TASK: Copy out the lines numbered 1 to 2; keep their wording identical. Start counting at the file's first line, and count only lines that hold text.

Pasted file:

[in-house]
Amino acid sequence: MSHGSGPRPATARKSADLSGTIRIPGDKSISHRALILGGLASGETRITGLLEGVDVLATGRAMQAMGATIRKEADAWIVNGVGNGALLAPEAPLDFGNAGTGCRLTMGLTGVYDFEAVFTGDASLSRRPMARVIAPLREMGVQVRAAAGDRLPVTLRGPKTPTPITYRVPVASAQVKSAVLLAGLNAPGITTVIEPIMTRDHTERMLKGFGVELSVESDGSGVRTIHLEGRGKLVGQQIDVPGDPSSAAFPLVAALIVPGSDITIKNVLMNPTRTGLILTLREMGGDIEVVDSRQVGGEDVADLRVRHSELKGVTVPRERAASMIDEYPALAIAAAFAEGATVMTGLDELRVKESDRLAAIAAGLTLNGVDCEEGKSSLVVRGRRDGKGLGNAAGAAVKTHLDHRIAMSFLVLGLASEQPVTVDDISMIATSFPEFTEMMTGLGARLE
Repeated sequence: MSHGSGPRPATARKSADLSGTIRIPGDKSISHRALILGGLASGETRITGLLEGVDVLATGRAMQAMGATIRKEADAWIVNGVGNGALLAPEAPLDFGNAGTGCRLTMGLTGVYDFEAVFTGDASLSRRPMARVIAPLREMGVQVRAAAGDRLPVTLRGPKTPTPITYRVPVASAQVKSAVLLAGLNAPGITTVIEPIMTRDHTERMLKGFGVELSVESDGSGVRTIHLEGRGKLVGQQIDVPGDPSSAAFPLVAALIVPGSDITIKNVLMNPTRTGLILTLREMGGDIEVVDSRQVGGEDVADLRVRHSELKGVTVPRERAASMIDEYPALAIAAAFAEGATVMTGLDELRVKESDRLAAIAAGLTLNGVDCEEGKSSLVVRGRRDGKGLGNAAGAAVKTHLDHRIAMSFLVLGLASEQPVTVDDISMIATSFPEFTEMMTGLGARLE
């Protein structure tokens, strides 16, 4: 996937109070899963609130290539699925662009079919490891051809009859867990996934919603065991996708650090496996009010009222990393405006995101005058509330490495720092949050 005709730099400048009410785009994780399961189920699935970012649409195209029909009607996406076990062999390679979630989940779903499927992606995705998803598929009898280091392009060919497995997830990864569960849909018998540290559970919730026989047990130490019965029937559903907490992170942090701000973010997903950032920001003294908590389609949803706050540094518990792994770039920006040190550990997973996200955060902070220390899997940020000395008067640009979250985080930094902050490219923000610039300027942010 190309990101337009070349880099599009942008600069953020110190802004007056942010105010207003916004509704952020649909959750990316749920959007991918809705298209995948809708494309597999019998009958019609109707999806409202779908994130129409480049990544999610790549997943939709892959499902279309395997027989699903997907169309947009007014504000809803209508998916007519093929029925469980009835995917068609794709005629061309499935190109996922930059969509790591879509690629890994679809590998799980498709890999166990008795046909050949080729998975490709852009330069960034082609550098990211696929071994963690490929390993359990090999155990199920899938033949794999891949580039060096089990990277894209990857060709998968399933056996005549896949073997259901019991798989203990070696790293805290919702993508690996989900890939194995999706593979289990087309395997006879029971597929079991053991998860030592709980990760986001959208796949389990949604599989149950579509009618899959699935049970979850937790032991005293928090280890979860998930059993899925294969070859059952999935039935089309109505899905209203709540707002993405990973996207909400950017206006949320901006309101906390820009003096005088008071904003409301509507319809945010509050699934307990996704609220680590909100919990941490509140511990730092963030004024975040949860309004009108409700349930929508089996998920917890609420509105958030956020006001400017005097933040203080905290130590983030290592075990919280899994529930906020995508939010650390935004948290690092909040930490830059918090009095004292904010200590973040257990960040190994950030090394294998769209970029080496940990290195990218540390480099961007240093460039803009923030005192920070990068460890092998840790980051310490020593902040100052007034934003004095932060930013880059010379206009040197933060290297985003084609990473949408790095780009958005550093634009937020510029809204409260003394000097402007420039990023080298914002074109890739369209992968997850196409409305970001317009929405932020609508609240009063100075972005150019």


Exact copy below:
[in-house]
Amino acid sequence: MSHGSGPRPATARKSADLSGTIRIPGDKSISHRALILGGLASGETRITGLLEGVDVLATGRAMQAMGATIRKEADAWIVNGVGNGALLAPEAPLDFGNAGTGCRLTMGLTGVYDFEAVFTGDASLSRRPMARVIAPLREMGVQVRAAAGDRLPVTLRGPKTPTPITYRVPVASAQVKSAVLLAGLNAPGITTVIEPIMTRDHTERMLKGFGVELSVESDGSGVRTIHLEGRGKLVGQQIDVPGDPSSAAFPLVAALIVPGSDITIKNVLMNPTRTGLILTLREMGGDIEVVDSRQVGGEDVADLRVRHSELKGVTVPRERAASMIDEYPALAIAAAFAEGATVMTGLDELRVKESDRLAAIAAGLTLNGVDCEEGKSSLVVRGRRDGKGLGNAAGAAVKTHLDHRIAMSFLVLGLASEQPVTVDDISMIATSFPEFTEMMTGLGARLE